Choices International concluded the series of research on the double burden of malnutrition with a comparative analysis of international recommendations on the double burden of malnutrition in Indonesia, Kenya, Nigeria and Zambia. This analysis was conducted by our intern Tele Boit currently pursuing a Master of Nutrition and Health at Wageningen University.
The aim of the study was to provide an overview of the prevention of Double Burden of Malnutrition (DBM) in the four countries. The results from this comparative analysis showed a similarity in the national nutrition policies, with all the countries studied predominantly basing their nutrition policies on specific strategies to address nutrient shortages. Fundamental approaches recommended by International Organizations towards alleviating DBM included nutrition education, maternal and child nutrition, food labelling, reformulation, and a multi-sectoral approach. These approaches were implemented at varying extents depending on the nutrition prioritization in each country. It was remarkable that many disparities in the implementation of national nutrition policies emerged across different countries. Nevertheless, the four countries show a similar pattern in the implementation of international recommendations. These recommendations are adopted only partially in national nutrition policies. Implementation of the national nutrition policies is only partial as well. This is caused by inadequate resources, lack of political priority, consumer illiteracy on adequate nutrition practices and data incoherence.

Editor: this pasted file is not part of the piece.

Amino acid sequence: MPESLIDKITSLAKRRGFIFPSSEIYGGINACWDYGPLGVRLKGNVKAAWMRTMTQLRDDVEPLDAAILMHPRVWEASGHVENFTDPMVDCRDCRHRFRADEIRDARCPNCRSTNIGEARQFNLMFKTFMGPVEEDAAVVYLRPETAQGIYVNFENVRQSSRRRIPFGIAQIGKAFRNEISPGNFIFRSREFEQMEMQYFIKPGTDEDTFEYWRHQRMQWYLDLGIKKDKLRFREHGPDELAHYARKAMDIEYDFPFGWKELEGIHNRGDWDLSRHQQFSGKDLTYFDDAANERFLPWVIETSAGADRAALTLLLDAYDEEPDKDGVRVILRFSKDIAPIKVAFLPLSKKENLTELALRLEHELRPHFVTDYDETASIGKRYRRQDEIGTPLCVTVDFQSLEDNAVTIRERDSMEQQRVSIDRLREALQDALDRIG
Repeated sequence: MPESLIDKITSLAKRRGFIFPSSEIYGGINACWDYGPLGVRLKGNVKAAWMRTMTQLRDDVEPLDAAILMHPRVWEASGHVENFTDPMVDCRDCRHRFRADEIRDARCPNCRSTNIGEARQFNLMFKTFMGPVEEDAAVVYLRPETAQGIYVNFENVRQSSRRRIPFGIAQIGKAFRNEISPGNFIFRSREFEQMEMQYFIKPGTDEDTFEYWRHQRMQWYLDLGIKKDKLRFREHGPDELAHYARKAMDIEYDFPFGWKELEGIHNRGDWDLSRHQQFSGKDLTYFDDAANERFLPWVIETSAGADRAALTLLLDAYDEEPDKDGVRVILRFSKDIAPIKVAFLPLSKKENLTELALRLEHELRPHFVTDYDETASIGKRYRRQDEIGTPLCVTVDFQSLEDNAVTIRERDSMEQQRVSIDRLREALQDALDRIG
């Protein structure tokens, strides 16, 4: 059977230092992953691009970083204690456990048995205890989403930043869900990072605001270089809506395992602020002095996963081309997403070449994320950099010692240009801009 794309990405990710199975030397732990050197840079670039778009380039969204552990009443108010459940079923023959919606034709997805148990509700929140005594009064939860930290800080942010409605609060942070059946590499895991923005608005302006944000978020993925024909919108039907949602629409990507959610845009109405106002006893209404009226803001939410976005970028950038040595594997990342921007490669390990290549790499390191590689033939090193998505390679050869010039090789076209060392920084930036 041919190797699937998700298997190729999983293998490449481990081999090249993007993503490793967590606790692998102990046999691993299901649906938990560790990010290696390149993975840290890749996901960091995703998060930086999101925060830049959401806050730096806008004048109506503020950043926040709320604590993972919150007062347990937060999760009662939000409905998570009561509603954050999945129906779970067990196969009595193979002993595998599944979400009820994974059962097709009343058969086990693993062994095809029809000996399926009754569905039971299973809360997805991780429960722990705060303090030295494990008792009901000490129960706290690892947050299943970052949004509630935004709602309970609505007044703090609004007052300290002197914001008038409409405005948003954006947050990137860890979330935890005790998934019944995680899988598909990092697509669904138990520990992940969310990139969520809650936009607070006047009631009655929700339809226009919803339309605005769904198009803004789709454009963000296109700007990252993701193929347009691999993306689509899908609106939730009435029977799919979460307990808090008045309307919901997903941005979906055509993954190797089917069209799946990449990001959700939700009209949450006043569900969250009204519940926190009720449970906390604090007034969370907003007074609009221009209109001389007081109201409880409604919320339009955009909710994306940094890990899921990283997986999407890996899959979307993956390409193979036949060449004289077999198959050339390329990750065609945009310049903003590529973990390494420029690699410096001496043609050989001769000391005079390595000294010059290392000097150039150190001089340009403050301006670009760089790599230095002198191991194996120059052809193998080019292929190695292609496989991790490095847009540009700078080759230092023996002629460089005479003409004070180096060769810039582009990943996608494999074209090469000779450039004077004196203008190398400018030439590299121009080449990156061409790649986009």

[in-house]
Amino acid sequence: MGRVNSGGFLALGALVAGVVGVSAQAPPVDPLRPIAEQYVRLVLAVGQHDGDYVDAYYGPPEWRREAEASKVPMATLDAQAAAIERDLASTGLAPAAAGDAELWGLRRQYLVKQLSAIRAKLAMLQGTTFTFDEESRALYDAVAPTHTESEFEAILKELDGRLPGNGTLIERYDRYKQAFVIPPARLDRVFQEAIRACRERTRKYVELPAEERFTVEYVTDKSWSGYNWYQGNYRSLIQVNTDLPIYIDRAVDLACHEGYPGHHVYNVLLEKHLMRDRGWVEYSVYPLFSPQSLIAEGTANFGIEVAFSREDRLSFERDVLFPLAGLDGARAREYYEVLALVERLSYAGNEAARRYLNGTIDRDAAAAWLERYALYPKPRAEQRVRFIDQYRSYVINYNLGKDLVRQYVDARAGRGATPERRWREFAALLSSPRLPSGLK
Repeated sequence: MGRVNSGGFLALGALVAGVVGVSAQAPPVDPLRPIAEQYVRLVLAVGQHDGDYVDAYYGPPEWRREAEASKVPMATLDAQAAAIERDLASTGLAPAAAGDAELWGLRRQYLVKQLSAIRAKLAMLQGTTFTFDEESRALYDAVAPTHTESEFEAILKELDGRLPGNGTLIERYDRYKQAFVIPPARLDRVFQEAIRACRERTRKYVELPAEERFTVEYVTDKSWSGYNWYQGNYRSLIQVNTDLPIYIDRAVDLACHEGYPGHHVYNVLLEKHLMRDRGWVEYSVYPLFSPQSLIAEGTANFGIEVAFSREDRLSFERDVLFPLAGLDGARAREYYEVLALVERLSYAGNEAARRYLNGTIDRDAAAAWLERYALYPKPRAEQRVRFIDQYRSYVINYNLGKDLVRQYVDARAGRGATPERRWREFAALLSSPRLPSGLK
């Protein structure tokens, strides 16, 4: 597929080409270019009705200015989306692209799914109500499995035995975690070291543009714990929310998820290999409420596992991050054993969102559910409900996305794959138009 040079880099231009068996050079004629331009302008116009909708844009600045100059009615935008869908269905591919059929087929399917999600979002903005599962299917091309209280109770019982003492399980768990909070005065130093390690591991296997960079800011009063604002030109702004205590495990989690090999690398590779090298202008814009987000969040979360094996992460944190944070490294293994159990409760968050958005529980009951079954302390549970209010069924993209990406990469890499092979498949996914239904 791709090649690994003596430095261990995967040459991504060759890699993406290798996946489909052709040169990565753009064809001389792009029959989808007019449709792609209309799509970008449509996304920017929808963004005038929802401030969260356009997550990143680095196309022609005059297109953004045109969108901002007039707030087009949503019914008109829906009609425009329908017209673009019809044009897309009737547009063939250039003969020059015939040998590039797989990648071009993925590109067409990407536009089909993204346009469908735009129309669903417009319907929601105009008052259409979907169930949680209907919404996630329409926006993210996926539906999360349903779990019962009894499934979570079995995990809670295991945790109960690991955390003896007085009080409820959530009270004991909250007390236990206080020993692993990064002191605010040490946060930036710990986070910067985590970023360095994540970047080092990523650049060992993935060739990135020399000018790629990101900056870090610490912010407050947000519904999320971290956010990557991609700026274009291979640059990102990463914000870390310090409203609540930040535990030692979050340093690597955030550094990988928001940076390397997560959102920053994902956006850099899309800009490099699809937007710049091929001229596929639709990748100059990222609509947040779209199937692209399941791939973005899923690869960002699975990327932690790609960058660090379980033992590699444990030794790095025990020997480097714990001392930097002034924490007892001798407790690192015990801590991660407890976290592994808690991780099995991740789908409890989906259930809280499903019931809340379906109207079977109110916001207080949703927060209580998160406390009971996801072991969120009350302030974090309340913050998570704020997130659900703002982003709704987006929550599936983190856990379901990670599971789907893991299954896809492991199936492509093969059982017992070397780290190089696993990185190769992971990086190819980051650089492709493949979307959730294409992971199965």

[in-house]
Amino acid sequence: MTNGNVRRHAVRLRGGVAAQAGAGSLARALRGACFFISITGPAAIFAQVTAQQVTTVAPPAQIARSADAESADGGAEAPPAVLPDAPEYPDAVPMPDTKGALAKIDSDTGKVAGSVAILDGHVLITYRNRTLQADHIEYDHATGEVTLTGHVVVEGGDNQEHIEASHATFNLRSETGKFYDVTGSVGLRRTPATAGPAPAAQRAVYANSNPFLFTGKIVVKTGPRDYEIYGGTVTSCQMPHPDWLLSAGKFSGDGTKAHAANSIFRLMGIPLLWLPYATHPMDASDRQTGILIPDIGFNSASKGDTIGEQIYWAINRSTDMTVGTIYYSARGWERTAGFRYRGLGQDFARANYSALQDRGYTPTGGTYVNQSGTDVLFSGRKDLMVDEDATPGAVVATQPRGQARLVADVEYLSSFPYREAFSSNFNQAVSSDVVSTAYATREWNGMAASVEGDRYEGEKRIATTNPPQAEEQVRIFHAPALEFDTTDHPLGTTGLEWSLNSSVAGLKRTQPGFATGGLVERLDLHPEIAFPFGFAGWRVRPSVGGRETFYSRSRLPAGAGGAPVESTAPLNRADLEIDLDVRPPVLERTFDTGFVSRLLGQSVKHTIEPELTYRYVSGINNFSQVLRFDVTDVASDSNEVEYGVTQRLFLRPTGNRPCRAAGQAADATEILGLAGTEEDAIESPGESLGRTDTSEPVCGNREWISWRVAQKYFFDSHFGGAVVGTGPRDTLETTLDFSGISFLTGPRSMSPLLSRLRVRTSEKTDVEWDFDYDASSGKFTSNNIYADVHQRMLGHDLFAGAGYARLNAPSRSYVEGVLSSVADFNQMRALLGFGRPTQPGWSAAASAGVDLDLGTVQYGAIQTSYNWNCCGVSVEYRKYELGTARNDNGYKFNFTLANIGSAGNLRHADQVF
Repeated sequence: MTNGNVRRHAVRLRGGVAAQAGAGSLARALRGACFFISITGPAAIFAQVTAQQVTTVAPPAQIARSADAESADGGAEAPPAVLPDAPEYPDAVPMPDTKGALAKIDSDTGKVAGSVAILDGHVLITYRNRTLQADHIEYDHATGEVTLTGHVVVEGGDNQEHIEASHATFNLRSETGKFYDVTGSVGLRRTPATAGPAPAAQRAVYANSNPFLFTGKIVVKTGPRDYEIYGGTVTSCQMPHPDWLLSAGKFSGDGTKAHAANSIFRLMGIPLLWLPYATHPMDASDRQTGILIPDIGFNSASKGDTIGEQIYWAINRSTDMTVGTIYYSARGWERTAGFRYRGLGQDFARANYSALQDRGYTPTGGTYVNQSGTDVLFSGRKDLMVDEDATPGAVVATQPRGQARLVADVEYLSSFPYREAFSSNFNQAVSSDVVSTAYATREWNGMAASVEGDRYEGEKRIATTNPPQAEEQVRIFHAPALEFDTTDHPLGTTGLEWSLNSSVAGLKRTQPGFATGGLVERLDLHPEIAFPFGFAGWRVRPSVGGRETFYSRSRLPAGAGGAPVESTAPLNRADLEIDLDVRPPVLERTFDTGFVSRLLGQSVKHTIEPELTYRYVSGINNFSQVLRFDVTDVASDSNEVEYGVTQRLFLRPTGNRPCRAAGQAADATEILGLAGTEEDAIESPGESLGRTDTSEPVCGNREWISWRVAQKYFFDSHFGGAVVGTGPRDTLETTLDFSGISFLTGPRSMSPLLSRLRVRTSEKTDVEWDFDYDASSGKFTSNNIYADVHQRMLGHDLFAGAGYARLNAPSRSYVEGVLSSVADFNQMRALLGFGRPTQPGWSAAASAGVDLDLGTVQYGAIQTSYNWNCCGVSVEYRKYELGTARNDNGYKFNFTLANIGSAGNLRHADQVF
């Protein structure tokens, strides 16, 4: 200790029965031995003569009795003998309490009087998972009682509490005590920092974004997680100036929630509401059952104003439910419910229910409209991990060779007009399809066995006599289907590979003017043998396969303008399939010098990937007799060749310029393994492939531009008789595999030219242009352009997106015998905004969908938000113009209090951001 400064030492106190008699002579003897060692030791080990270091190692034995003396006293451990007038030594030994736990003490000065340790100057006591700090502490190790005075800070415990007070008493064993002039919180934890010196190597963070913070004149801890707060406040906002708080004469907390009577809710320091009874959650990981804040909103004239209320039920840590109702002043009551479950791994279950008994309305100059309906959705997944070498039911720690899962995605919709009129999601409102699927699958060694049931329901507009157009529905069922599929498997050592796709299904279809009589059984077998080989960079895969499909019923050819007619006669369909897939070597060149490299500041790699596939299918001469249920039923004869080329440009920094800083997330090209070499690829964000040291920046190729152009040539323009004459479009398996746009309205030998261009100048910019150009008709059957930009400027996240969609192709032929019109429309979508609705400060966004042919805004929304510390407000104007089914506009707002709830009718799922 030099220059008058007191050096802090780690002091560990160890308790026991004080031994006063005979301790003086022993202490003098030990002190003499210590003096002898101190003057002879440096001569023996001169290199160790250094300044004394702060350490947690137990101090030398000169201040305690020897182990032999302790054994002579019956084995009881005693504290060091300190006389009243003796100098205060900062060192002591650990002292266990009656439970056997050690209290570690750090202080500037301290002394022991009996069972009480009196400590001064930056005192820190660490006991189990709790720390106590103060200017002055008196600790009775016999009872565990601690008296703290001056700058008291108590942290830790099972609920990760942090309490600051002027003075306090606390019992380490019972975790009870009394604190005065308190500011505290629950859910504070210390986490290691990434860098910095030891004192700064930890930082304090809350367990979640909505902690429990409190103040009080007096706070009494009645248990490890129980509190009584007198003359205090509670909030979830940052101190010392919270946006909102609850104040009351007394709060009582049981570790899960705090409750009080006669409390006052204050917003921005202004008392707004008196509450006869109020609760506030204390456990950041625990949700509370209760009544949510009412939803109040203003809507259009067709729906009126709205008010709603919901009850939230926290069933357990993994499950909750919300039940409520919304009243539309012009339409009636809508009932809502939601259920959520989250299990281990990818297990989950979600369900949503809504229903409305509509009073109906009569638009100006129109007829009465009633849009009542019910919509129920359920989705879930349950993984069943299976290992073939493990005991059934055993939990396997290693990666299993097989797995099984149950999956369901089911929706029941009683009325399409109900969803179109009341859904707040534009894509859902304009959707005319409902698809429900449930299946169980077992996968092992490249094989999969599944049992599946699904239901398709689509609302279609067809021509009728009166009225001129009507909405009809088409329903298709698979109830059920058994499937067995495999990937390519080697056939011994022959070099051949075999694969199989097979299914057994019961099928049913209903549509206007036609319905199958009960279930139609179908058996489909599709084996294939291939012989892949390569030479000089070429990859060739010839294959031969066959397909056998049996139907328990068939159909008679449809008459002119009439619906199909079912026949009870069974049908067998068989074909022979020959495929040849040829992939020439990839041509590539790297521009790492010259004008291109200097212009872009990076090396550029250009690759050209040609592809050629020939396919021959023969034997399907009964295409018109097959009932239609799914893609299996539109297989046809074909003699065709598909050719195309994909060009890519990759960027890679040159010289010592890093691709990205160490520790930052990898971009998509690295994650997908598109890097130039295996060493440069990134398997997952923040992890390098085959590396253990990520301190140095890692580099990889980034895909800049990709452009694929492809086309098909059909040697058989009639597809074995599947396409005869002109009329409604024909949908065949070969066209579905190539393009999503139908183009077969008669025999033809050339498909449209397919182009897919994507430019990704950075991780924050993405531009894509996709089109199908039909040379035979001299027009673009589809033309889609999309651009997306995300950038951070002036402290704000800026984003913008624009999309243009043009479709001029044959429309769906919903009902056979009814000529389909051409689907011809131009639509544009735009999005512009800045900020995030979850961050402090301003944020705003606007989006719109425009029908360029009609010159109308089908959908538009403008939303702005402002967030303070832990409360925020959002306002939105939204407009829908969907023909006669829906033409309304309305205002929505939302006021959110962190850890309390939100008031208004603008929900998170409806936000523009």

Tele concluded that to tackle DBM in its entirety, a comprehensive strategy such as an integrated food system with multisectoral approach is fundamental. There is no “one size fits all” policy that can universally combat DBM in lower to middle-income countries. Therefore, nutrition policies should be consumer-oriented and locally contextualized to adequately influence long term positive consumer choice. Download the report here.